Women On Record \\ DJs share their best tips for beginners

8th March 2019

‘DJs share their best tips for beginners’ completes our ‘Women On Record’ trio of features. Read our interview with Rebecca Vasmant and with Women In Jazz

If you’re interested in DJing, it can be hard to know where to start. If you live in a city or a town that has a healthy appetite for music, there’s nothing wrong with taking a spot close to the decks to watch how the fingers line-up with what you hear, and seeing how a DJ works the room. If your curiosity is starting at home, then Soundcloud, Mixcloud and watching sets on Boiler Room is a great place to start. 

Whilst learning the ropes can take a little bit of financial investment and research – read up here on Wire Realm for a pretty extensive introduction to gear – don’t be intimidated to take the first few steps if you’re curious. As our DJs point out below, everyone begins at the same starting point. You can learn to beat-match (playing two tracks of the same tempo at once) or do flashy transitions (changing from one track to the next) but essentially, the most importance thing is curation; take pride in the tracks you share and think about the collection that you’re presenting. A set of fantastic track selections with simple transitions is far better than a set of well mixed songs that have been carelessly plonked together. A set works best when it’s based on a narrative, whether that’s a style of music, a time period, a mood or otherwise. 

We’ve asked six DJs at varying stages of their careers for advice on how to get started. We’re marking International Women’s Day by asking and quoting some of our favourite women in the industry. Read below for advice from six talented tastemakers. 

 

Anne Frankenstein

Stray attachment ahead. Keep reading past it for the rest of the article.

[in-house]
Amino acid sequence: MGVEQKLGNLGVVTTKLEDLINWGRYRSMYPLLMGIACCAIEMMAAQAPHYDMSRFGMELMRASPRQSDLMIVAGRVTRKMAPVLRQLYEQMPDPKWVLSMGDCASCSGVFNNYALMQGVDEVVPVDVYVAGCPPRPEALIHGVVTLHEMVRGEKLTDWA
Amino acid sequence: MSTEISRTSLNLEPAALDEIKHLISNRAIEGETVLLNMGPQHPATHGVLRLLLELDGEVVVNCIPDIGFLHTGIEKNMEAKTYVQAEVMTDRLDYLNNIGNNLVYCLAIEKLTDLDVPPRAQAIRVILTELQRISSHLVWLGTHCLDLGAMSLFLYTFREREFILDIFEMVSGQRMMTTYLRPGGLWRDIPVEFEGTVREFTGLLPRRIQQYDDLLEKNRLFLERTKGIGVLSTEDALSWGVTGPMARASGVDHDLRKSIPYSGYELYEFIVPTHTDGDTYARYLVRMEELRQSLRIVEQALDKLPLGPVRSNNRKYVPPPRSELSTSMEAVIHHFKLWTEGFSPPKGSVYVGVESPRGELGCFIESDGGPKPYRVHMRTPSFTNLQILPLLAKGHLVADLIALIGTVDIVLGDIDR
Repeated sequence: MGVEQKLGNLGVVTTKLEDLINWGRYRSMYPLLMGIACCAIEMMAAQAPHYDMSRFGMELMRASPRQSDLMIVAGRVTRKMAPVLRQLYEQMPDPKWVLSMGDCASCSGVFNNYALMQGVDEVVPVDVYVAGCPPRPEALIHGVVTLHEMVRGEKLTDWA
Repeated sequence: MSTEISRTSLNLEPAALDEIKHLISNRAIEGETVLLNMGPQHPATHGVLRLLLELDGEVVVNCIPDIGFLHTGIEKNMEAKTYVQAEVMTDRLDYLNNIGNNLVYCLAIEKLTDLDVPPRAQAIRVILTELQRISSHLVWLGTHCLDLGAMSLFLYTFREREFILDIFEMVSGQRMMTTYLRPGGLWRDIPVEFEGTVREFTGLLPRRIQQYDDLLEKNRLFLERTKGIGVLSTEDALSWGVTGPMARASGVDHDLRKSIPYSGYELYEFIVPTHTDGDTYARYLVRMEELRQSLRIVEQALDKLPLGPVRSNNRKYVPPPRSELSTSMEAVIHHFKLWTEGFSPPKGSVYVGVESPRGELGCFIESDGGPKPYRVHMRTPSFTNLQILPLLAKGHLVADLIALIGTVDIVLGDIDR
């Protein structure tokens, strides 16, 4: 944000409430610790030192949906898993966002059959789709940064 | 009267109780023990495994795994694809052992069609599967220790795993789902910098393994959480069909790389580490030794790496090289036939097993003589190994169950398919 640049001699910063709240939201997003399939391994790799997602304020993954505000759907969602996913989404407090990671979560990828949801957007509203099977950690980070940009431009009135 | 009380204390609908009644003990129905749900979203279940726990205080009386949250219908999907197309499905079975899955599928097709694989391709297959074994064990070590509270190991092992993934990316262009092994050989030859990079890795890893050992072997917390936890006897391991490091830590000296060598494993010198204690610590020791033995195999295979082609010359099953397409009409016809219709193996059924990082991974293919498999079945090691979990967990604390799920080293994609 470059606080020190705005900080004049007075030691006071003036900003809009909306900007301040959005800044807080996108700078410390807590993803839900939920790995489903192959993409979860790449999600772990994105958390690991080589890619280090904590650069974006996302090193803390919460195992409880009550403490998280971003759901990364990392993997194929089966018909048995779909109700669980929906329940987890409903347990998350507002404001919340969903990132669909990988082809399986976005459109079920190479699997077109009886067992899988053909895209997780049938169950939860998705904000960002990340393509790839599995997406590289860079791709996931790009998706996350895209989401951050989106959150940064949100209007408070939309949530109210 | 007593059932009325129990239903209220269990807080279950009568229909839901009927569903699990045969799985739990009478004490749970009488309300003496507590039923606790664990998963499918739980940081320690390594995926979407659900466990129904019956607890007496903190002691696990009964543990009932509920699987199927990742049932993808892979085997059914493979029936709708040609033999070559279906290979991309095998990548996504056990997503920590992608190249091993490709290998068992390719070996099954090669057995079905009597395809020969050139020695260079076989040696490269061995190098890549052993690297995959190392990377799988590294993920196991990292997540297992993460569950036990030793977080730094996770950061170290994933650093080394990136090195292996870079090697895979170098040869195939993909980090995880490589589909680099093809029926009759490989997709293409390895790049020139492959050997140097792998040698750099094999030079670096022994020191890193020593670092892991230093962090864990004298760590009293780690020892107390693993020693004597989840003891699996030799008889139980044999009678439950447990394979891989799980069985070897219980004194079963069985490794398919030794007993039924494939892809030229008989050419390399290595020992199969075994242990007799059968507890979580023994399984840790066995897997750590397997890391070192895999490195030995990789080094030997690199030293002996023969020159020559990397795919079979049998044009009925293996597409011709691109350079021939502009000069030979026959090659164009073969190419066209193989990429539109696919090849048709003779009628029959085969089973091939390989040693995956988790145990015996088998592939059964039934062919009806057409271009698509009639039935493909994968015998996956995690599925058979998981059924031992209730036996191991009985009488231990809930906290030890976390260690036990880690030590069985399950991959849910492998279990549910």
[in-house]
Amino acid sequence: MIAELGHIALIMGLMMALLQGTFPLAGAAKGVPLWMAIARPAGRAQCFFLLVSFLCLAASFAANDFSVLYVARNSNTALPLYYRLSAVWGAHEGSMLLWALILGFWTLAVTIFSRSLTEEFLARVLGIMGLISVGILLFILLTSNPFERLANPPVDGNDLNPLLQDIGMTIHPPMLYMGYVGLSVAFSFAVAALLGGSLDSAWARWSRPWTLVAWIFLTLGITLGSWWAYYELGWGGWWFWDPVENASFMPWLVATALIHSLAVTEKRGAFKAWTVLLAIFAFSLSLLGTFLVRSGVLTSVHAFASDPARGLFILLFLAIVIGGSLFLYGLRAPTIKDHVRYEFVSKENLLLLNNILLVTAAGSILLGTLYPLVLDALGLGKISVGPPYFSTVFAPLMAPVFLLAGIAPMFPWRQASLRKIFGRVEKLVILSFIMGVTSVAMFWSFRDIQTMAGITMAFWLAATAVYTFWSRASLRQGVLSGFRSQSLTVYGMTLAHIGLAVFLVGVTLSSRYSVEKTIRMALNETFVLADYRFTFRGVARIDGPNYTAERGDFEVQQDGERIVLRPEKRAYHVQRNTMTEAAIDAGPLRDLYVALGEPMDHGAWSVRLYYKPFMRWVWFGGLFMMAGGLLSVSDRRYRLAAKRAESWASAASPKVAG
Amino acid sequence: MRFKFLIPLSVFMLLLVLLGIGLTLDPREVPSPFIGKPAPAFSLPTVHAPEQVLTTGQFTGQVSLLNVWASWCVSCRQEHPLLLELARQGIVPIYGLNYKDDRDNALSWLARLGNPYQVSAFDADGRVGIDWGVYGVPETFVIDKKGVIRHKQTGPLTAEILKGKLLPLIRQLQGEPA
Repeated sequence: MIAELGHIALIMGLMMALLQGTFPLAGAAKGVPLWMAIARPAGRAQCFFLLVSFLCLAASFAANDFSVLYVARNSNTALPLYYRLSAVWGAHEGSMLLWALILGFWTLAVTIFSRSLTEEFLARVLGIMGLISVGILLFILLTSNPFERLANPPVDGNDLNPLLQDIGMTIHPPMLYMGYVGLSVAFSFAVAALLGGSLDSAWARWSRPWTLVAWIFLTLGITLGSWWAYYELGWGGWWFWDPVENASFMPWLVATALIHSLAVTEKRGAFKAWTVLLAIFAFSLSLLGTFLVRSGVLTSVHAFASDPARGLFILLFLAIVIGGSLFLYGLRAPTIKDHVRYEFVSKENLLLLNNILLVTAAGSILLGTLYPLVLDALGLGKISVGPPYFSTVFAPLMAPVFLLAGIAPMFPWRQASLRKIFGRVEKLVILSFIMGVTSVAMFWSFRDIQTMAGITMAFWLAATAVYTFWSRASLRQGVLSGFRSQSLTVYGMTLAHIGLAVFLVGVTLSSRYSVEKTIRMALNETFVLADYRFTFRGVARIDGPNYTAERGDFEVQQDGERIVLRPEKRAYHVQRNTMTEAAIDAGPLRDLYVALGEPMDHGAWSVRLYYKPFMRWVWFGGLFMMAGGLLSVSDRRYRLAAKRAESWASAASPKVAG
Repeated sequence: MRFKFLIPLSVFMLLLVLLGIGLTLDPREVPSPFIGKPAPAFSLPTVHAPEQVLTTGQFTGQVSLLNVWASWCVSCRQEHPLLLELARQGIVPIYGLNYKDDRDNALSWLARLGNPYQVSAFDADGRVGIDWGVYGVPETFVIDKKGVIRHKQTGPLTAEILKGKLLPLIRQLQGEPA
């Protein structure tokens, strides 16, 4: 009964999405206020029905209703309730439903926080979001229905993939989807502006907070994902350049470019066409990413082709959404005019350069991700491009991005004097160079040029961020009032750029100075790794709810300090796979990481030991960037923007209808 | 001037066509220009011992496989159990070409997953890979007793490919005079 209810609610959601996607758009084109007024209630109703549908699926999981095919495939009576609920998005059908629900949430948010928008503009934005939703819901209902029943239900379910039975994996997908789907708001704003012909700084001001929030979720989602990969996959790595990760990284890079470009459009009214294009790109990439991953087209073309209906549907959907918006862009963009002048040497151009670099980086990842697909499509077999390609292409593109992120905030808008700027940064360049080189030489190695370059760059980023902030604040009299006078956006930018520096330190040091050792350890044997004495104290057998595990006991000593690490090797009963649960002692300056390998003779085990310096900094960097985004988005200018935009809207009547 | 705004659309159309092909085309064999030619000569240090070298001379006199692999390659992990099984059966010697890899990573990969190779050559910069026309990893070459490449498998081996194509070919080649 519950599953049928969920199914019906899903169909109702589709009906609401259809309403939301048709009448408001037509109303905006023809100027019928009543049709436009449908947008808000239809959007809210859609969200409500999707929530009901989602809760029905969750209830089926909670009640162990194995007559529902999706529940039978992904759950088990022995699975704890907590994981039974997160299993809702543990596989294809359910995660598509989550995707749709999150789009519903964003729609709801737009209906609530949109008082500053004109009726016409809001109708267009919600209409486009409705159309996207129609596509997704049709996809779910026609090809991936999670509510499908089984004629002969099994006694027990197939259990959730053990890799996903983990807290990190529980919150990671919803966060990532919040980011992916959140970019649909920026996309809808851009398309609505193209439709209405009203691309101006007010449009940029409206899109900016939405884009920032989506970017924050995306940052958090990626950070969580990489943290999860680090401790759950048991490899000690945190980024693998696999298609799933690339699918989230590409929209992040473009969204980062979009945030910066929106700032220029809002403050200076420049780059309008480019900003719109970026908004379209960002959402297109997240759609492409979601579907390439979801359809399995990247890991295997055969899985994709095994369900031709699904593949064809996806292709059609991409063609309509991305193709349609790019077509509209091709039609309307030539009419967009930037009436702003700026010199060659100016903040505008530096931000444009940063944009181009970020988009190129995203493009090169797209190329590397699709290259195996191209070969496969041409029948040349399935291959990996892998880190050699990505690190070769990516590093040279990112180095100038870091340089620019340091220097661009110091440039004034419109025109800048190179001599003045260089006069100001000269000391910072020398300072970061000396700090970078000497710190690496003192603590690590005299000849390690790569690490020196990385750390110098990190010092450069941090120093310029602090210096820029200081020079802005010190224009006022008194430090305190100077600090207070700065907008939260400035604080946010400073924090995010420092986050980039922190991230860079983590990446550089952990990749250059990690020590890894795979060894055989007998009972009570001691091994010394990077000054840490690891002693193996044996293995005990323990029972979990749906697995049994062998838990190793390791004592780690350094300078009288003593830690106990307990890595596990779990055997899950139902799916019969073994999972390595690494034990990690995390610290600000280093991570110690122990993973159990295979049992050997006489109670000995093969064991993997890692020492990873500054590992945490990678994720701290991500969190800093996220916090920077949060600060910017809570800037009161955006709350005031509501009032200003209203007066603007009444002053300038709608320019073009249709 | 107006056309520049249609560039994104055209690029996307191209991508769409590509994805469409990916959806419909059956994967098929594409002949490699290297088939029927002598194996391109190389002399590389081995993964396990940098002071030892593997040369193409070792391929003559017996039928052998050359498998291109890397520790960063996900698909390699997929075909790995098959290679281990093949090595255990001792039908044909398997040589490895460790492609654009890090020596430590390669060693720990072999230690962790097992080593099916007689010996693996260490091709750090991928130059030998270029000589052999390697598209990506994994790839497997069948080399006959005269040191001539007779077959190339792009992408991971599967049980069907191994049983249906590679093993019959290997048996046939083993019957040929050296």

Tattooed funk, soul & disco DJ who hosts The Late Lab on Jazz FM

It goes without saying that you need to work on your skills, and DJing in front of people as much as possible is so important so you can experience everything that can and does go wrong in a live setting, and learn from it. But there are two other essential skills you need when it comes to pushing your career forward – one is resilience, because you’re going to have to hammer down a few doors to get where you need to be. If someone ignores you, assume they’re forgetful rather than rude and chase them up until they respond. If someone says no, see if there’s anything in their response that could help you grow. The other is resourcefulness – who do you know in your network who could help you or mentor you or introduce you to someone? What books/shows/experiences do you have access to that could help to give you an edge?
 

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Jamz Supanova 
BBC 1xtra’s pioneer of Future R&B
 
I started a lot later than I should have, as I thought it was too late and I’d missed the boat. Even sometimes now I get really frustrated that I’m technically not as good as I’d like. But I have to remind myself that I’ve only been DJing for four years. The DJs I love and admire have been DJing for 15 to 20 years – so in DJ terms, I’m still a baby! Don’t listen to that inner voice that tells you “It’s too late or too hard!” – Quoted from Red Bull, read more here